Editor’s note: This is the second part in a series that spotlights three Raiders-Seahawks matchups to watch Sunday, 1:25 p.m., at CenturyLink Field.
Raiders OLB Khalil Mack vs. Seahawks RB Marshawn Lynch
Tale of the tape:
Mack (52): 6-foot-3, 252 pounds, rookie season, Buffalo
Lynch (24): 5-foot-11, 215 pounds, eighth season, California-Berkeley
Khalil Mack has as many tackles for losses as JJ Watt. As many as Vonn Miller, too.
Mack doesn’t have a sack, so 10 drive-changing hits have come against running backs. Mack has quickly evolved into one of the NFL’s best run defenders, using a combination of power and agility to stop a play in its infancy.
His dominance has been lauded by the Raiders and their opponents in recent weeks, which has coincided with an uptick in the Raiders’ run defense.
“He’s improved so quickly, but that’s what we liked about this young man,” defensive coordinator Jason Tarver said. “We could see his learning process. He doesn’t like being wrong. He learns. So, in the run game, it’s getting harder and harder to trick him. Sometimes edge players come in and they’re exceptional. They’re just super quick or they’ve got the longest arms ever and they just swim guys, or they use their natural ability. He’s using his ability and also, he’s learning, so, we like where he’s headed.”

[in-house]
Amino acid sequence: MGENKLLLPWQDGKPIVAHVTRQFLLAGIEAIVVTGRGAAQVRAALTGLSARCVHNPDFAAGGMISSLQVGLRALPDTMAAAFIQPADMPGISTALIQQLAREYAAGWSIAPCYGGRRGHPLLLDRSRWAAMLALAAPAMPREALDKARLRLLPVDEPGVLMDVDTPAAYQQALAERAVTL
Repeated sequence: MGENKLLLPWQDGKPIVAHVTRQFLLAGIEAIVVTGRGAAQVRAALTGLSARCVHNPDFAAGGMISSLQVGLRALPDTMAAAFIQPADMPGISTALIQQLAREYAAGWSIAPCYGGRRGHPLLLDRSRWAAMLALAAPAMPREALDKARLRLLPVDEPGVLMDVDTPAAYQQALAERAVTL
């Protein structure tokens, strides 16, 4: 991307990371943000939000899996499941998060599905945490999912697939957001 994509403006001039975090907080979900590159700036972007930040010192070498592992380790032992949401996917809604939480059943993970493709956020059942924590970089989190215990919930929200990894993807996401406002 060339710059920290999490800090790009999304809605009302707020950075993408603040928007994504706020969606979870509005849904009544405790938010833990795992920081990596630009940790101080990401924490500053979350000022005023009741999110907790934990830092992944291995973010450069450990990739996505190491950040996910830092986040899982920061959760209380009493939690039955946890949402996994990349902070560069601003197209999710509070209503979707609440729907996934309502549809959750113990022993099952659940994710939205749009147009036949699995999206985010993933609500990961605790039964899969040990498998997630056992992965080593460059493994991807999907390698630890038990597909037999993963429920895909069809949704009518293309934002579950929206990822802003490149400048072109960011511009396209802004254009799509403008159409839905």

Mack and the Raiders are on a collision course with the NFL’s toughest runner. Seattle’s Marshawn Lynch, a Cal alum and Oakland native, runs with a physicality rarely matched in the NFL, someone hard to take down alone. Mack will be an important part of a run defense that must slow Lynch to stand a chance against Seattle.
That’s no easy task, and the Raiders know it.
“He’s a physical, tough, reckless runner,” interim head coach Tony Sparano said. “If you don’t tackle him, and you don’t get both arms around him and wrap-tackle him and those sorts of things, he’s going to make yards after contact. He’s going to end up making some big plays, so there are some definitely challenges there.
“We have to get a lot of people to the football when it comes to him. That’s risk-reward, too. As you’re flying to the football, (Seattle quarterback Russell Wilson) can pull the football and run around the end, and then you have an issue there. You have to be disciplined. When you have chances to make tackles on him, you’re going to have to get him to the ground.”
Mack has a knack for doing that, which has given the Raiders cause to be excited about a No. 5 overall pick who is living up to expectation.
“In the run and the pass game, he’s just continued to work and he just needs to stay on this progression,” Tarver said. “If he stays on this progression, the sky is the limit.”